Greenland review: A thrilling, thoughtful blockbuster
James R | On 05, Feb 2021
Director: Ric Roman Waugh
Cast: Gerard Butler, Morena Baccarin, Roger Dale Floyd
Watch Greenland online in the UK: Amazon Prime
Gerard Butler. The very name of the Scottish blockbuster stalwart is enough to make a multiplex screen tremble in anticipation of the disaster movie-level mayhem about to ensue. Greenland, a film about a comet crashing into the Earth and threatening all human life, sounds like a natural step for the star of London Has Fallen and Geostorm, and it is – but not for the reasons you expect.
Butler, who voiced Hiccup’s dad in How to Train Your Dragon 2 – is one of the great gruff charmers of the big screen, bringing a grizzled heart and charisma to a role when given a chance. He’s also, as in Coriolanus or 300, capable of blending serious action with sincere drama. Greenland is a film that understands these strengths and plays to them; the patriotism required in the Has Fallen franchise is notably absent, in its place a very human desire to keep his family safe and together.
He plays John Garrity, an engineer from Atlanta who finds himself on the government emergency list when news of the comet first breaks, and is ordered to head to an exclusive military bunker (there are no prizes for guessing where it’s located) with his newly separated wife (an excellent Morena Baccarin) and his seven-year-old son, Nathan (Roger Dale Floyd).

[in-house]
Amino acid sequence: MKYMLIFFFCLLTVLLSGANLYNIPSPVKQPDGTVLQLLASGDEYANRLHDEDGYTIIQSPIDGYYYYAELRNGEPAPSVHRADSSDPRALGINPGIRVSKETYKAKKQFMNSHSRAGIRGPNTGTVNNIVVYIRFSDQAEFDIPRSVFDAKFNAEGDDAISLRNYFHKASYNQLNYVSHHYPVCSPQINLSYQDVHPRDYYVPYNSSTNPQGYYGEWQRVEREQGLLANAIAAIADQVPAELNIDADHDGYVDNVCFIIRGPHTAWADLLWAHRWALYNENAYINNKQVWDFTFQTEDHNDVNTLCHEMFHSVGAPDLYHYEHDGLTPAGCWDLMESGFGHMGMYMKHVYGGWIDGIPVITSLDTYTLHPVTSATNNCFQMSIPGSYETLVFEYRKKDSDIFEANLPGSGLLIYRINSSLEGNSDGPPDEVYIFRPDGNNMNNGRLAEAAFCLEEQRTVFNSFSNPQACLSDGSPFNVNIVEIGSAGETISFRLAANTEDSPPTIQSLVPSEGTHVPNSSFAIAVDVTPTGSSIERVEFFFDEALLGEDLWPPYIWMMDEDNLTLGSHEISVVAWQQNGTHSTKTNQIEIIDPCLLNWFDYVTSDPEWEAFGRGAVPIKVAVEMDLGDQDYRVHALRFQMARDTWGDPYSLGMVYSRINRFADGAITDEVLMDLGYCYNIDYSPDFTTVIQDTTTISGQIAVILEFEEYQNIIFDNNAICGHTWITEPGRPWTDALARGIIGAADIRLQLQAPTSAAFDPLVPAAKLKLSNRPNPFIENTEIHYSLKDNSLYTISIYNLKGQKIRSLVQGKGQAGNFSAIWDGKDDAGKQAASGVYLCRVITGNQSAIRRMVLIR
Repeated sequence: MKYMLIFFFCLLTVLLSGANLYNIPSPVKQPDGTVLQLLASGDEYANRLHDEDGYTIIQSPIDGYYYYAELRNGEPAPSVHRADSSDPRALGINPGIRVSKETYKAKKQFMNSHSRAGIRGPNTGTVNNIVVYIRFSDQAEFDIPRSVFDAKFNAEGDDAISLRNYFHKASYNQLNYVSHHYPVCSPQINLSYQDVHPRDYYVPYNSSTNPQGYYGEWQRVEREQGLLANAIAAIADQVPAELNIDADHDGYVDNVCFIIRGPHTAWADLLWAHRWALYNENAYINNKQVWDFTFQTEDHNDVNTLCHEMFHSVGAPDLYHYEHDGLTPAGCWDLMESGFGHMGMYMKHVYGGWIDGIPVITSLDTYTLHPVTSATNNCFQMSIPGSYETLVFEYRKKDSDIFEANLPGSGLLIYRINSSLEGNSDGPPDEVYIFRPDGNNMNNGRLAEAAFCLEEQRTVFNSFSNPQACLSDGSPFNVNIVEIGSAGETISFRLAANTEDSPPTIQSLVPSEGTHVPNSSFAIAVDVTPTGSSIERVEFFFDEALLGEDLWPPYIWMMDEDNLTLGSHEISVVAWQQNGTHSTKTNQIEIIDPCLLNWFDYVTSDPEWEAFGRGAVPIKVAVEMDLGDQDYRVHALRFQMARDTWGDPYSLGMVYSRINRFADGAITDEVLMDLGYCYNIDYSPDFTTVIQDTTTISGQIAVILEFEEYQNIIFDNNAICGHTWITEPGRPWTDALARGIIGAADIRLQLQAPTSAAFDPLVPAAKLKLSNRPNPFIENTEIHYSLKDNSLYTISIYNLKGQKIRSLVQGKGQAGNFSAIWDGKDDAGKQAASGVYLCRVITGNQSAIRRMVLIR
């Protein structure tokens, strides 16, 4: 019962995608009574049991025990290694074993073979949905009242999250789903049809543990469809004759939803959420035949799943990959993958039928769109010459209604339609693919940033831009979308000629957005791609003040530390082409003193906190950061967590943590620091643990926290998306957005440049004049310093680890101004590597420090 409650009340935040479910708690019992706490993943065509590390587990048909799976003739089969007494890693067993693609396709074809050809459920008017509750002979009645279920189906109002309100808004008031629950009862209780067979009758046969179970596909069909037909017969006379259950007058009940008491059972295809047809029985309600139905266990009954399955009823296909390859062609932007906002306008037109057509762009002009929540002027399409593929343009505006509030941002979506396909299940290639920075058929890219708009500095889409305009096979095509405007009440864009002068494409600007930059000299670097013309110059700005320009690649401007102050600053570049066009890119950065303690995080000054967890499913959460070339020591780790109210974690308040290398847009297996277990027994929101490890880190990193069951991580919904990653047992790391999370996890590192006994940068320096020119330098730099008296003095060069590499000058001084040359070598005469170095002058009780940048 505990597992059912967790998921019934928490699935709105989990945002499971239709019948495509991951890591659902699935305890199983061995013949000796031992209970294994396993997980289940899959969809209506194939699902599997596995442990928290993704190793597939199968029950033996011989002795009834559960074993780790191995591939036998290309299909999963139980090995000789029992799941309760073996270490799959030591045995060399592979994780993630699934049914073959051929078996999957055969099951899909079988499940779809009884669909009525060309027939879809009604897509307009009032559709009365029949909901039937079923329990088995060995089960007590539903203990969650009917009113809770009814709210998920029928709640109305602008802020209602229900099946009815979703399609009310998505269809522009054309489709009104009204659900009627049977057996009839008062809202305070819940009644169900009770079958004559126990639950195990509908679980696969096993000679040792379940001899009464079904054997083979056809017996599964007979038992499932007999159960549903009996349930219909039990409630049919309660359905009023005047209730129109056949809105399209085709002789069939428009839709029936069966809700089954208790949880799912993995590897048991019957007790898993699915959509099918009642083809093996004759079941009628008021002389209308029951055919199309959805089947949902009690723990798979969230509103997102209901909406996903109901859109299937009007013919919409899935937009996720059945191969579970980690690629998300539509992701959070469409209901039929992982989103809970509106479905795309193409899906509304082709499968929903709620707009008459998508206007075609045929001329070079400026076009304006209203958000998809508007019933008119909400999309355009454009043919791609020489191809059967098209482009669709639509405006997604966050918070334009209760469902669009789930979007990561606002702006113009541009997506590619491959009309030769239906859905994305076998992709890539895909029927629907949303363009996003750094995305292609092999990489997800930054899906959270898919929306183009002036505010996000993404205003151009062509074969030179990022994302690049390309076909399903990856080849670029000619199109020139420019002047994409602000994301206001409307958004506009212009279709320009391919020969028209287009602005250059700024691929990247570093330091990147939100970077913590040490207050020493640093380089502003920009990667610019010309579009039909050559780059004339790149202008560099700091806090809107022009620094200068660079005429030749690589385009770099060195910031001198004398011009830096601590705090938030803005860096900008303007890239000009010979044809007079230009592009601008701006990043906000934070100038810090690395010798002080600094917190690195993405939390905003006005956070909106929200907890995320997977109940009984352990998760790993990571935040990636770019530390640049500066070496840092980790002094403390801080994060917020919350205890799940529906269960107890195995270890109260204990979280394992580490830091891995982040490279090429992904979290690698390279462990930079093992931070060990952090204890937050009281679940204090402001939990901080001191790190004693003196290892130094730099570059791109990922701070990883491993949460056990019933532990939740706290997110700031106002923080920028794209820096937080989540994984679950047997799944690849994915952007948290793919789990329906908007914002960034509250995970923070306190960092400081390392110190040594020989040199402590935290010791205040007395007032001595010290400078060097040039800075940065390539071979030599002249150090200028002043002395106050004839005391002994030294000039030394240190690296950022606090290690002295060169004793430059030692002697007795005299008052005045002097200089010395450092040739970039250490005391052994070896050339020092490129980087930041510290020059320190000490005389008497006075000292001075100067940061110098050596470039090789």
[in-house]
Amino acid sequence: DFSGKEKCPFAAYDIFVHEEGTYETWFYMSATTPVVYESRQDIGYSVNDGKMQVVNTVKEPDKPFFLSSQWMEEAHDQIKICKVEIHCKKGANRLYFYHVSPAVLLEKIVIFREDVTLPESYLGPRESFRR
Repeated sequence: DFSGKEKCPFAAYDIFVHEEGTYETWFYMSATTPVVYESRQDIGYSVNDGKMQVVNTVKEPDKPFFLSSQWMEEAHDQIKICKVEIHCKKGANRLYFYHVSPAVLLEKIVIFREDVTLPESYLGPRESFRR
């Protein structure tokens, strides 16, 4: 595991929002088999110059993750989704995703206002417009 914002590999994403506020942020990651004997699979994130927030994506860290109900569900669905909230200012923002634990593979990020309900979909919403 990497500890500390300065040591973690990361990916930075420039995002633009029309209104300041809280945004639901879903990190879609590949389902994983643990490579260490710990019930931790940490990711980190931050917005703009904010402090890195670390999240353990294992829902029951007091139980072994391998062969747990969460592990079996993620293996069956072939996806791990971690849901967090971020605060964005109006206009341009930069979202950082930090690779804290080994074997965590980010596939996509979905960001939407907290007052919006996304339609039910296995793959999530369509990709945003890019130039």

What ensues is, inevitably, a frantic chase to safety, and director Ric Roman Waugh is very good at keeping the pace frenetic. That means you never stop to question the more glaring plot holes, but it also means you’re thrown into the rollercoaster ride to survive with everyone else on screen – hitching a car with strangers and pushing through a crowd when the floodlights suddenly go out all become nerve-wracking challenges.
But Greenland is a film that also makes time to weigh the human cost at stake. Rather than throw money at special effects to depict global catastrophe, Waugh focuses on the personal scale of the disaster, keeping things things immediate and relatable without descending in maudlin sentiment. Moral dilemmas rear their heads every minute, from John not being able to take more than his mandated allowance of loved ones to a pilot attempting to fit the maximum number of people on a plane without it becoming too heavy to fly.
Throughout, there’s a surprisingly sombre streak that recalls Deep Impact more than Armageddon, and in 2021, that tone feels apt for the climate in which the film’s being released. The result is a thrilling, thoughtful blockbuster. And, while the prospect of a bleak disaster movie might not sound like a fun watch right now, it’s thrilling to see a Gerard Butler vehicle that lets him drive on his own terms – right down to his natural Paisley accent.
Greenland is available to watch online on Amazon Prime Video as part of a Prime membership or a £5.99 monthly subscription.